July 17, 2008

Topsy-Turvy or, I’m Not Dead

Trees silhouetted

In case you’d been wondering, I didn’t die, fall ill or otherwise lose the ability to post to my blog. The desire, somewhat… but moreover I was too busy doing and thinking other things to even remember to post, and when I did I didn’t feel up to it or there was something of higher priority. (I had my New Entry page open, blank, for 12 days.) So why have I been so quiet? Long story short (long story is hopefully coming later but don’t hold your breath), I moved back to North Vancouver from my co-abode in Surrey. That was almost a month ago (my how time flies when one is busy!) and my new-old bedroom is still a mess so it’s been my priority over many things. Everybody here (my middle sister and her family moved back in two days before I did) has been in purge mode and digging through my old stuff I left behind has been eventful and interesting. The cause for the move back home I don’t wish to discuss in detail — so please don’t ask — but is simply that the two of us aren’t together anymore. Nothing simple about that but it’s a straightforward reason. More specifically I guess I could say I moved back home because living solo in Metro Vancouver is incredibly expensive if not unaffordable. So I’m here waiting out the housing heat wave and am trying to be optimistic about it.

On Monday I had a little adventure I’d like to share with you. It needed the above introduction to fully make sense of the context, but it’s kind of like the 8th story in a series because there is much to say for the previous weeks. We’ll start here for now.

An Adventure

I went to get some groceries on the way home and was too late exiting the store, so I missed the bus. It was another half hour or more til the next one (that would take me straight home instead of doubling-back via the exchange). The alternative would have been to walk a ways to catch up with one of the other two that take a different route but I doubted that I would make it. So I started walking. I passed a bus stop where a woman was waiting for a community shuttle I’d forgotten about, and when it pulled up I ran back to catch a ride to its last stop before it turns off the Parkway. For a moment after I exited the bus all was quiet… From there I walked til I’d met a couple more bus stops, at which point I saw an estimated time of arrival on the post and started feeling a little like Forrest Gump: I bet, I thought to myself, I can walk up this hill and down the hill and up the next hill before the bus shows up. And I did. Then I thought to myself, I wonder if I can walk all the way to my friend’s house before the bus gets there? I wasn’t confident of that, but in the 10 minutes I waited for it I could have made it. In all I walked for about 20 minutes and did not want my journey to end.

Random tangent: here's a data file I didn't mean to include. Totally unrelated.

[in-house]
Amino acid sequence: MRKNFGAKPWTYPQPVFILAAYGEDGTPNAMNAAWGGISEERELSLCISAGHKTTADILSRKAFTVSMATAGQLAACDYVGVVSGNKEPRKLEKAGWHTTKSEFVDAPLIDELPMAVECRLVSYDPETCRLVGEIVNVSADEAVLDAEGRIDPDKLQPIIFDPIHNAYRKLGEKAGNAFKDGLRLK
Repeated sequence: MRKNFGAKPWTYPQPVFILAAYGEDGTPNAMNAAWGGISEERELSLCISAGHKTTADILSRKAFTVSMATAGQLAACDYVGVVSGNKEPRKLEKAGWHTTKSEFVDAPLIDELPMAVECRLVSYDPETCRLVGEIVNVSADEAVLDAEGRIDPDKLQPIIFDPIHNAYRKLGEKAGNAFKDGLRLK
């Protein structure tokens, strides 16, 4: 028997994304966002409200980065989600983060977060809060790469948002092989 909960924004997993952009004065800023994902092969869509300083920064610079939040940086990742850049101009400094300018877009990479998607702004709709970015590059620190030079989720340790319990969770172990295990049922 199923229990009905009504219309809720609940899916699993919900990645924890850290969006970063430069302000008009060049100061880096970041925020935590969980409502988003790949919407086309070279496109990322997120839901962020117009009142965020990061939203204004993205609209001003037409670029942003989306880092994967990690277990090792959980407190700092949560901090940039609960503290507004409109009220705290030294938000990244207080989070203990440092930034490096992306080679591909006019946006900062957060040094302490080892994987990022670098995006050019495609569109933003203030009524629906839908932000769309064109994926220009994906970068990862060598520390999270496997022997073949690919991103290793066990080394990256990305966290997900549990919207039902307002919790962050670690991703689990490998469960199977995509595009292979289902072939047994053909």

It was a pleasant walk, despite the sweat between my back and my backpack, the weight of groceries on my arms and the setting sun beating on my shoulders. I noticed things I had never noticed in the 20+ years I’ve lived here, simply because I slowed down to walk (that section of) Mt. Seymour Parkway for the first time instead of zooming by my surroundings in a vehicle. After living in Surrey for two years and comparing the low-rise, hot, desolate Fraser Highway to the green verticality and nostalgic fragrance of Mt. Seymour Parkway, to walk along it was staggering: look at all the trees! The differences became apparent: Fraser Hwy (from roughly 164th to 152nd Streets) is highly developed, much more commercial, and severely under-populated by trees. It’s literally worse than I thought, and Mayor Dianne Watts has received some flack lately for allowing developers to clear so many trees, contrary to her vote-winning political platform on tree preservation (so I read). In stark contrast, the Parkway is lined with massive trees — including patches of forest (some of which are designated as preserved), various parks, and boulevard trees that have had a lifetime to grow. It seemed to me that no matter where one lived here it is paradise. Eventually I came upon a ravine called Thomas Creek, at the edge of which I found salmonberries shimmering by the road. They were delightful! Why do road berries (thanks for the term, Jen!) always taste so good?

A woman carrying plastic shopping bags (ouch) came down the hill in my direction. I wanted to shout after her, “have some salmonberries!” and in my mind I apologised for having eaten all of them. The contents of a large bottle of Pepsi jostled as she walked, immediately fostering memories of summers past. Mid way up the hill she set down her bags, stopping to rest her bones. I could make out the silhouette of her right hand flexing, kneading out the tension of her burden. I tried to imagine where she lived.